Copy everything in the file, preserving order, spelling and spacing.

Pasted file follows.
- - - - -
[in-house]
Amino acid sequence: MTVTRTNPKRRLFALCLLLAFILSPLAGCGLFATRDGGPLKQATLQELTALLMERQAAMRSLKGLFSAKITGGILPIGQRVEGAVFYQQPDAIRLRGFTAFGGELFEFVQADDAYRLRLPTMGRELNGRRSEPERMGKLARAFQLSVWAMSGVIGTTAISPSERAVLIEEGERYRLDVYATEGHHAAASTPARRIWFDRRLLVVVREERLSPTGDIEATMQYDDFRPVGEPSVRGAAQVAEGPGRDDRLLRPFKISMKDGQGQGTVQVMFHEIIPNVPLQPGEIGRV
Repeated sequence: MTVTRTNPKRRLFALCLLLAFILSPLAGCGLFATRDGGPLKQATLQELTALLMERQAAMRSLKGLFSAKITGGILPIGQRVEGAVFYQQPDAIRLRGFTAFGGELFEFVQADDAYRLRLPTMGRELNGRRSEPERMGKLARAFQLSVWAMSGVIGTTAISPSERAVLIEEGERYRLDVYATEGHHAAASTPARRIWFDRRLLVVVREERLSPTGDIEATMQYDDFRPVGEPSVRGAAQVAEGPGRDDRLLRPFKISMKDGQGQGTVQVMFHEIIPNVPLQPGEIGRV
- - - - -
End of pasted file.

[in-house]
Amino acid sequence: MTVTRTNPKRRLFALCLLLAFILSPLAGCGLFATRDGGPLKQATLQELTALLMERQAAMRSLKGLFSAKITGGILPIGQRVEGAVFYQQPDAIRLRGFTAFGGELFEFVQADDAYRLRLPTMGRELNGRRSEPERMGKLARAFQLSVWAMSGVIGTTAISPSERAVLIEEGERYRLDVYATEGHHAAASTPARRIWFDRRLLVVVREERLSPTGDIEATMQYDDFRPVGEPSVRGAAQVAEGPGRDDRLLRPFKISMKDGQGQGTVQVMFHEIIPNVPLQPGEIGRV
Repeated sequence: MTVTRTNPKRRLFALCLLLAFILSPLAGCGLFATRDGGPLKQATLQELTALLMERQAAMRSLKGLFSAKITGGILPIGQRVEGAVFYQQPDAIRLRGFTAFGGELFEFVQADDAYRLRLPTMGRELNGRRSEPERMGKLARAFQLSVWAMSGVIGTTAISPSERAVLIEEGERYRLDVYATEGHHAAASTPARRIWFDRRLLVVVREERLSPTGDIEATMQYDDFRPVGEPSVRGAAQVAEGPGRDDRLLRPFKISMKDGQGQGTVQVMFHEIIPNVPLQPGEIGRV